What happens next is that Mary is living once again, drawn-on stitches and all, but because Victor only understands love through his crackly old PD films, especially the silents like Hunchback and Phantom, Mary herself appears in a scratchy sepia world, communicating through intertitles. This is a conceit which in anyone else’s hands would have been a gag. God knows a silent pastiche like this has been used for comedy plenty of times, but here it’s just another facet of Victor’s increasingly disturbed reality. There is even one superb shot where Mary’s sepia, silent existence and Victor’s physical world share the screen.
But there is a problem. Mary is not the loving girlfriend Victor desires, not the kind companion, not his Esmerelda but his Christine, immediately negative in her attitude towards him. Victor has no concept, outside of those flickering frames on TV, of what a real woman is like. Shelly is alien to him so that his only notion of womanhood is his mother and before too long Mary and Mother are laughing together at his expense, driving Victor further and further away from reality and deeper into a black hatred.
What I particularly love here is that this is a perfect retelling of the essence of the Frankenstein story: the creator rejected by his creation. Just like his namesake, Victor has hubristically sought to create a human but has not thought ahead to what would happen once that human has freedom. He has assumed loyalty towards himself but finds rejection from one who did not ask to be made. That’s the essence of the story. The whole original novel is encapsulated in the quote from Paradise Lost which appears on the frontispiece: “Did I request thee, Maker, from my clay. To mould me Man, did I solicit thee. From darkness to promote me?” That’s Mary Shelley’s novel right there in 21 words. And that’s Creepersin’s film story too.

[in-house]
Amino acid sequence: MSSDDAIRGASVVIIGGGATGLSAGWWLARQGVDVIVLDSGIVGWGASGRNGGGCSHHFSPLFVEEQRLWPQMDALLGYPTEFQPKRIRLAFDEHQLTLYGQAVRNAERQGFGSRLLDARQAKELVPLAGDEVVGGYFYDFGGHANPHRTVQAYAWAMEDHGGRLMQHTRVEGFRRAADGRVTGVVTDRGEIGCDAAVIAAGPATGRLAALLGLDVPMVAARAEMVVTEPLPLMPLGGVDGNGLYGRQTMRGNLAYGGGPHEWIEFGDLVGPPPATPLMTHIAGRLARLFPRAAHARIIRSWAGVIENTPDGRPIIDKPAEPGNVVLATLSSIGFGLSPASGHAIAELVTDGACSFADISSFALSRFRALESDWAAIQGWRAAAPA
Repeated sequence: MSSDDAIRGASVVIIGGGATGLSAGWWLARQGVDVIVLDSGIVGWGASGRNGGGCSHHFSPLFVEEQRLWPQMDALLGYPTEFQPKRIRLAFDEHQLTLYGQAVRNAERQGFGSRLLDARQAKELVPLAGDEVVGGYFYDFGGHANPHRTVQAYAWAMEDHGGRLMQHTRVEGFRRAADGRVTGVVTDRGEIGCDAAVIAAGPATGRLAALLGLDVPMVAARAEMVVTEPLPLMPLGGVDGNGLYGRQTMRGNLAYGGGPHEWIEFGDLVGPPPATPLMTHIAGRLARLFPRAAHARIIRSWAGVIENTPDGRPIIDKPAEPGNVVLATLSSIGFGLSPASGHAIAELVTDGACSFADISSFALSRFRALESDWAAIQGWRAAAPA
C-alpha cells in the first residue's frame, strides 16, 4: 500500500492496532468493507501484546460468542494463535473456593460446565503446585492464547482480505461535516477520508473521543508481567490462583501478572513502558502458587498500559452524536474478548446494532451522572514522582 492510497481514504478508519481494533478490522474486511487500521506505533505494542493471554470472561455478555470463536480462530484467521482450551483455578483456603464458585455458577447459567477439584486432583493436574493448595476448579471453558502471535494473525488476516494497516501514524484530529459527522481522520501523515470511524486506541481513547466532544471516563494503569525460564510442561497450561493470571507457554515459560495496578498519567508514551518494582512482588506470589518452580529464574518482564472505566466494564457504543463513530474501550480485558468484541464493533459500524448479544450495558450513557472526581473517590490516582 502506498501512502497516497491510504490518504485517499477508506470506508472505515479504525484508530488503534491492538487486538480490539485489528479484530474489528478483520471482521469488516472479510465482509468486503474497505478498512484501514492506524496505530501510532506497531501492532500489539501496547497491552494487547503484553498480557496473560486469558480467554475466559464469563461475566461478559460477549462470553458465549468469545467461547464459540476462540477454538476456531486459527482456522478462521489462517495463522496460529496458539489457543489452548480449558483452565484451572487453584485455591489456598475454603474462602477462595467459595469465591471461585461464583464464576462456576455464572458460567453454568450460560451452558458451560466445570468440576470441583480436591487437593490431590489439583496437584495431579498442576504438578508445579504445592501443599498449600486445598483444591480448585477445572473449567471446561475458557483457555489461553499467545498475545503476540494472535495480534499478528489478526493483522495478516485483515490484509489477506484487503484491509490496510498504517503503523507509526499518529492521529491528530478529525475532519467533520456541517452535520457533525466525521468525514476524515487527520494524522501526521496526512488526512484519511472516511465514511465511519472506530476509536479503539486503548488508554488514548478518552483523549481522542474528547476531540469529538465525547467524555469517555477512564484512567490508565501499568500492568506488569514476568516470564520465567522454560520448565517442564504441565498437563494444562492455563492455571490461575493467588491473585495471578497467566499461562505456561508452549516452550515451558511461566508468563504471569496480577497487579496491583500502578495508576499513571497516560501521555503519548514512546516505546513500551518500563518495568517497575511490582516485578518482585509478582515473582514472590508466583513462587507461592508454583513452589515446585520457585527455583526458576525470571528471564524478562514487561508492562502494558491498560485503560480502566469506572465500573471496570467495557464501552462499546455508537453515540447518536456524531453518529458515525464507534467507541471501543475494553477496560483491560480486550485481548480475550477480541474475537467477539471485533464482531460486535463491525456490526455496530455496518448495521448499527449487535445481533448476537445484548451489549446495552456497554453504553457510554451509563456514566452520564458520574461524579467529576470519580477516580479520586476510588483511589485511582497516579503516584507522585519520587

In fact this is doubly apposite because in creating a female companion for himself, Victor is also reflecting the later part of the story when Shelley’s hero, hidden away from the world on a remote Scottish isle, sets to making a female companion for his first brute creation who is pathetically lonely and seeks only a mate. This aspect of the film has just dawned on my as I write. Honestly, with every paragraph, my admiration for this little film grows.